Embedded Knowledge: Scanner Opportunity

It seems several patients who have received CT brain perfusion scans at some US hospitals have been exposed to an apparent overdose of radiation. The New York Times followed up on the story, which revealed a couple of interesting points. While the scanners have built-in features that allow lower doses of radiation, in some circumstances the scanners actually increase the dose. Oddly, the machines in question do not warn clinicians when the amount of radiation exceeds a safe threshold. Here, technology is used as a valued clinical tool, but it remains isolated from some important facts we know about its use. This lack of “self-awareness” on the part of the technology reinforces the role of people, culture and process in the data life cycle. For example:

  • With information technology, scanners (and other pieces of equipment) could record or make available to the electronic health record, the machine identity and the dose administered, so that the event can be linked to the patient for later analysis. This is as much a patient safety issue as it is one of quality reporting. It should be a simple matter to generate a list of all patients that have been treated using a particular piece of equipment. Part of the problem here is in the creation of medical device identifiers and standardized protocols for communicating among them. This work is underway, but still not completely implemented;
  • Scanners could be made to have an awareness of current guidelines for radiation dosages, and they should not operate at those levels unless deliberately overridden by the clinician. We already use information technology to check for drug interactions, and this is the same thing;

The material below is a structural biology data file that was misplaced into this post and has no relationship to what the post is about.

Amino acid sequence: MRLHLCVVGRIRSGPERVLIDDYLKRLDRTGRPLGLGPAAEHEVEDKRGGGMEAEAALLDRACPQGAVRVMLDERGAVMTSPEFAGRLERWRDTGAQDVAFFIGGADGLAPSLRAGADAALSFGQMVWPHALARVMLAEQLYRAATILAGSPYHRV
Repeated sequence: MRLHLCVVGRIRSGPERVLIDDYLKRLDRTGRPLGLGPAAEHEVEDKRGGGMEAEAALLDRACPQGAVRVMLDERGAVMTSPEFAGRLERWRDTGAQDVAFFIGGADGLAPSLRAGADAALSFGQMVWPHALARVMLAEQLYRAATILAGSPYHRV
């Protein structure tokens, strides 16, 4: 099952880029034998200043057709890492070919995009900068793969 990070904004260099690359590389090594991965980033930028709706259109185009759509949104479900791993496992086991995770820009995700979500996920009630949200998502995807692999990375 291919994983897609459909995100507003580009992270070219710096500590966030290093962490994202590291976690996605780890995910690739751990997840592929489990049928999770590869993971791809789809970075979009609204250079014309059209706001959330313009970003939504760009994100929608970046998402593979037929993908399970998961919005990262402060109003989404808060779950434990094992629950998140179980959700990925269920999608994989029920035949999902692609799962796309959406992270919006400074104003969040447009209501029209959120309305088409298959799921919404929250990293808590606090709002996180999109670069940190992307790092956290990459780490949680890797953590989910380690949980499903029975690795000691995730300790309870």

• Guidelines should be standardized in structure and application, to ensure that there is no variance from vendor to vendor;
  • Physicians must actively participate in developing the data life cycle (from data to knowledge). If they are responsible for entering data, they have every right to expect that it is contributing to the development of better knowledge systems, which should continue to improve with each vendor update;

Technology performs as it is programmed to do. We cannot blame it for shortcomings that are the result of muddy processes. Figuring out how to do this properly involves cooperation among vendors, clinicians, the government, and many others. This is an example of knowing better (we know what constitutes a radiation overdose) but not yet having the processes in place to embed that knowledge into our clinical tools and the information systems that we will increasingly use to connect them. We must create processes that allow us to more fully trust the technology now, so that we can come to rely upon it, and build upon its role in the future.

The full NYT story is here.

-Rod Piechowski

Copyright © 2010, Rod Piechowski, Inc., Consulting

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